3. If you have that much money coming in a day then you owe it to yourself to spend the money to make sure that you minimize the risk of losing that revenue stream. It ties back to the philosophy of spending money to make money. If you don’t spend the money on solid hosting, you run the risk of not making money. Seems pretty simple to me, but likely was an expensive lesson learned.

    1. It’s not that I’m using cheap hosting or anything like that. After all, I was already paying 100 a month. What hurt the most was everything going down at once. This was the first time it happened and I didn’t like the way they dealt with it. But as David Ning says, you should overspend on hosting.

  4. Sounds like a smart move considering the amount of money you make daily. So sorry to hear this happened, but glad you have recovered. You never mention the hosting company’s name, should we be concerned with our hosting being that we are small?

  5. Actually, I think you have a problem with Storm. It is a single point of failure. Consider:

    1. What if they have a security issue (like GoDaddy) where your server is compromised or they have to shut it down?
    2. Is it built on Amazon S3? Amazon goes down surprisingly often. Sites on Heroku (which is a distributed hosting solution built on S3) were down for 8 hours recently.
    3. What if they go bankrupt and shut down without notice?
    4. They may have complex proprietary systems to manage their servers. These systems may be new, not be well tested, or reliable.

    I think it is possible for the same sort of problem, just with newer technology and higher prices. If you want to be more certain that it doesn’t happen again, I think you need redundancy outside of Storm.

  6. Steve,

    I think you just partially solved your risk diversification problem but not completely solved it. What you did is that you move all of your eggs from one basket into another basket with each of your egg in different partitions of that basket. However, all of your eggs are still in the same basket. In the events of the whole company got hacked, I think you will face the same problem. Maybe you just lessen the risk factor from 10 down to 5, but not to a much lower level like 1 or 2.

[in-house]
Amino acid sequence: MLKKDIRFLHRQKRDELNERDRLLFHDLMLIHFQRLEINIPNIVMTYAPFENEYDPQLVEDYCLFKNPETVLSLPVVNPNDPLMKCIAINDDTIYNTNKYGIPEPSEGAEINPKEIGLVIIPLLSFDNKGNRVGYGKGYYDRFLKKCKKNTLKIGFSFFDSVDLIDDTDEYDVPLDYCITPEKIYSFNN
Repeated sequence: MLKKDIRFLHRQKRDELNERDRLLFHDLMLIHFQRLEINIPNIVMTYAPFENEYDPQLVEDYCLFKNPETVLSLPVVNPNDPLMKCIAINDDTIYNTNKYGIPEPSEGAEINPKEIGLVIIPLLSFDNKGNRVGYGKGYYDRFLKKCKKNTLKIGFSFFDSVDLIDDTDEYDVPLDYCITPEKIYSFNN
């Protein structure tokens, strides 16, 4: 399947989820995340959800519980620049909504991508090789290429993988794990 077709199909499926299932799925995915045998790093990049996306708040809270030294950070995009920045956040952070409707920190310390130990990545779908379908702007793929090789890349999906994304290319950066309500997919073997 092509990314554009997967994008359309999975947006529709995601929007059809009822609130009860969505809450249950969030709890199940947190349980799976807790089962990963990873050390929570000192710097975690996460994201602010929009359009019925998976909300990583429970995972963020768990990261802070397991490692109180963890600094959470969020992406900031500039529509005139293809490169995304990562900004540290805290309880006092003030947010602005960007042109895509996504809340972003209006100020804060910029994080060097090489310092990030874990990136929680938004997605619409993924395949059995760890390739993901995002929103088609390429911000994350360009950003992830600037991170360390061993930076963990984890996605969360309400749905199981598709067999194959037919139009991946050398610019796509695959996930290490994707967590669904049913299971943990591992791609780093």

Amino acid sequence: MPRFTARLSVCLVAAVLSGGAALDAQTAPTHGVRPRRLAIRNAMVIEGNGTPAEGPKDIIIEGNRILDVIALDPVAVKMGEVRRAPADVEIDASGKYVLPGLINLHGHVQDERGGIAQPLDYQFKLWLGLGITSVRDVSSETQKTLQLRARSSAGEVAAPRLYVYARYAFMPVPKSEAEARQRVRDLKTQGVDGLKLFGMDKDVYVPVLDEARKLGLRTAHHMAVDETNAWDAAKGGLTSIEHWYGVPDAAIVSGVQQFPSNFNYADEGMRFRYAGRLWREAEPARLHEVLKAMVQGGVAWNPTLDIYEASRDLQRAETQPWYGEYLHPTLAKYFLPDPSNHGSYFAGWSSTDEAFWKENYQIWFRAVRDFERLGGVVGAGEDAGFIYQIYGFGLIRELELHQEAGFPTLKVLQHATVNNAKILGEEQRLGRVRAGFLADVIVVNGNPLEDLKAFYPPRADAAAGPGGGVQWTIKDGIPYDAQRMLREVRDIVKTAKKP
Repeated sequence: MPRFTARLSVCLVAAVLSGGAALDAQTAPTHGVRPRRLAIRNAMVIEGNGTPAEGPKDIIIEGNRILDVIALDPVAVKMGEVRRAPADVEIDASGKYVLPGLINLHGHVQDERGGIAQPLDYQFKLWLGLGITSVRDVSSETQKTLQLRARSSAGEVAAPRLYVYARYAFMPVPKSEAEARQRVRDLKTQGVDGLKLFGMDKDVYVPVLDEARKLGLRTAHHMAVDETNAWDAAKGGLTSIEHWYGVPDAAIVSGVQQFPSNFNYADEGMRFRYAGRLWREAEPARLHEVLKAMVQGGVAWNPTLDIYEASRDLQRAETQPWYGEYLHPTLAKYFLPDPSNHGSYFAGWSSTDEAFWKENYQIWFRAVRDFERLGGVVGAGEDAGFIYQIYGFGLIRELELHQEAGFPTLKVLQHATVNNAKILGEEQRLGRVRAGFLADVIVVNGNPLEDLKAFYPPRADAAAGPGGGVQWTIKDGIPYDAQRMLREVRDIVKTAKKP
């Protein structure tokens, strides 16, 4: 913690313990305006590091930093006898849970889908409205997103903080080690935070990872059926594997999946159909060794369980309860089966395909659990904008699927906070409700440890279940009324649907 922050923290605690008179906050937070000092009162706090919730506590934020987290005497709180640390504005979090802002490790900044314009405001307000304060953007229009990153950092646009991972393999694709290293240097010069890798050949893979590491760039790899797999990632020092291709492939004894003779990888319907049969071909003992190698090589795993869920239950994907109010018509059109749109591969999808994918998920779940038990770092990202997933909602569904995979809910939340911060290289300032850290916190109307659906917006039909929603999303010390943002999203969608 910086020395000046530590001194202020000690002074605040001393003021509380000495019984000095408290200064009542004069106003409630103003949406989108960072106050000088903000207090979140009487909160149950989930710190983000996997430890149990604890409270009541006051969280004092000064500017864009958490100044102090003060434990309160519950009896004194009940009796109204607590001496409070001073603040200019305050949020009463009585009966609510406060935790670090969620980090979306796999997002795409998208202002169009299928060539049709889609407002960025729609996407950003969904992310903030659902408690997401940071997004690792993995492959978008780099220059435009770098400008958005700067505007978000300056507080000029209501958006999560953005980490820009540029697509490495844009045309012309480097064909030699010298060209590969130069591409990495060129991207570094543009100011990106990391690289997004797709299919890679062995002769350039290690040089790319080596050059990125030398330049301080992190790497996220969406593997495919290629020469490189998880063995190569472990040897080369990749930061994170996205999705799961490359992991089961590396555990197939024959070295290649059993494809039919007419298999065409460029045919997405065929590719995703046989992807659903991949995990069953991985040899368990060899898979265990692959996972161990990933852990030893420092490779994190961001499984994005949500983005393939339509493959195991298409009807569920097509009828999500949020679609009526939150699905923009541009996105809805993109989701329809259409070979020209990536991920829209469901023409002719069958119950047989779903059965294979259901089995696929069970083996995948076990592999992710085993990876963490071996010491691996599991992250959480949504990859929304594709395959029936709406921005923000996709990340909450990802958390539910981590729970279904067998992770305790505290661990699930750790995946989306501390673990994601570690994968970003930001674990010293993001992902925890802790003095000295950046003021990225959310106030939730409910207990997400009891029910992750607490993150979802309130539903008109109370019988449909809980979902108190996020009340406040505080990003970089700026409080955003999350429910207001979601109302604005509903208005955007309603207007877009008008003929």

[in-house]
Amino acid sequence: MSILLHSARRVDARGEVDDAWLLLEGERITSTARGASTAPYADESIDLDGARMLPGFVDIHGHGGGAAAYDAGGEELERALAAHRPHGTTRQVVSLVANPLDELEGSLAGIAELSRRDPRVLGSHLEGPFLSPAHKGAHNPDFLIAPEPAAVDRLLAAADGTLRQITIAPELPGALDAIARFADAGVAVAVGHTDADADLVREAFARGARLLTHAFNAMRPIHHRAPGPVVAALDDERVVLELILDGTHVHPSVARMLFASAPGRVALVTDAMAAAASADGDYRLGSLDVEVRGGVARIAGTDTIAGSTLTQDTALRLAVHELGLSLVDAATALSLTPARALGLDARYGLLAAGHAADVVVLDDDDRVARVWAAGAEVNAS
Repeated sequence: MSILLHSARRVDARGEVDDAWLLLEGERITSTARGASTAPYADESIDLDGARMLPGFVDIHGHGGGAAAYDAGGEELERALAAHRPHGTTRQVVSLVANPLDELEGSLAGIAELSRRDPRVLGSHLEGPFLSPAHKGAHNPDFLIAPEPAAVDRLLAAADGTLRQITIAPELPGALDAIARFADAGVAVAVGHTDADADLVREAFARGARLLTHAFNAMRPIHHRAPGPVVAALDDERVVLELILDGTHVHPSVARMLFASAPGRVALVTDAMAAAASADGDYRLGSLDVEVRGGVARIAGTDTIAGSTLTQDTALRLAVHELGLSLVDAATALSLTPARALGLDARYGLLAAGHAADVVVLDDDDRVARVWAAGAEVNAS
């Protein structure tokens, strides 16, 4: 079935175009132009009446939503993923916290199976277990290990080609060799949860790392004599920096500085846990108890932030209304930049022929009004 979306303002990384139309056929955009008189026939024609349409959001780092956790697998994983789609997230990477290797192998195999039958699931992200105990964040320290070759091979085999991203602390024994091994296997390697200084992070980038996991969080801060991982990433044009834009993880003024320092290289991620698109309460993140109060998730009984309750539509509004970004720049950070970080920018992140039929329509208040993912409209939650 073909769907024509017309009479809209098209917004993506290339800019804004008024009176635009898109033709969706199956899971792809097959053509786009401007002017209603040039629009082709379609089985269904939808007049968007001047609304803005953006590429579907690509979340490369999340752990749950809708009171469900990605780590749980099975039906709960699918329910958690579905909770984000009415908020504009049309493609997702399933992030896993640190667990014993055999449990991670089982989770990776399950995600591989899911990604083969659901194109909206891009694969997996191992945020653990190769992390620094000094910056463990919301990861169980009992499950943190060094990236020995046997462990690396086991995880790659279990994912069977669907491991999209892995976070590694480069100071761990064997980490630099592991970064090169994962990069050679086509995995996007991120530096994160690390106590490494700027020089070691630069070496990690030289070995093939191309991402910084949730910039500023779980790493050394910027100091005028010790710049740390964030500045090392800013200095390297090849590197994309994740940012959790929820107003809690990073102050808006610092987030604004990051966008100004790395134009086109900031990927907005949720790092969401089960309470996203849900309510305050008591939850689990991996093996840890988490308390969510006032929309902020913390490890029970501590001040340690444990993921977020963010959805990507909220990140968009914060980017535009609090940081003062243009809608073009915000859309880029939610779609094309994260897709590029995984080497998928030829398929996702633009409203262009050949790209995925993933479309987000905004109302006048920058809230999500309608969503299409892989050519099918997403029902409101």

Regards,

    Vinh

    1. George and Vinh,

      Yes, what you are saying is definitely true. What has swayed me is that I’ve been really impressed with Storm’s customer support. Everyone who I have talked to so far has been technically competent. What I especially like about them is the fact that I have dedicated CPUs without having to get a dedicated box that is easily expandable. I haven’t made my final decision yet so if I can find an equivalent reputable host with a similar structure, I may diversify further.

  7. Bummer on that experience, I’ve been there.

    I have considered the redundancy solutions but it just doesn’t make sense for my business right now, which isn’t high frequency purchase site, and for issues I do have a weekly backup that could have a site live in as much time as it would take the DNS to change from one host to another host is okay, although still hands on needed.

    What would be nice is a DNS failover, when one site has a poor response time, the DNS or A records would failover to another host that has clones being made!

    A good reminder to have a backup in place when your website earns you income!

  8. I’m with Storm on Demand as well, and have been impressed with their high level of support, and like you say, how all of the support staff seem to be much more competent than at my previous host. I also like how you can scale your server if need be, and/or even move to a new server very fast.

    When I switched hosts Storm did the entire process for me, for no cost whatsoever. They were extremely helpful, and since my switch my sites have been so much more stable – and support so much better.

    1. I haven’t been with them long enough just yet but I’m very impressed so far. Because I’m anal, I moved over my sites myself one by one.

  9. Anna Ali says:

    I did a lot of search and found that hostgator is the best hosting site .I also want to start my online store very soon can anyone tell me do we need to signup for any other hosting if we decide to use magento go .what steps should I take if i want to run my site through magento go .any help?

Leave a Reply

Your email address will not be published. Required fields are marked *

You may use these HTML tags and attributes: <a href="" title=""> <abbr title=""> <acronym title=""> <b> <blockquote cite=""> <cite> <code> <del datetime=""> <em> <i> <q cite=""> <strike> <strong>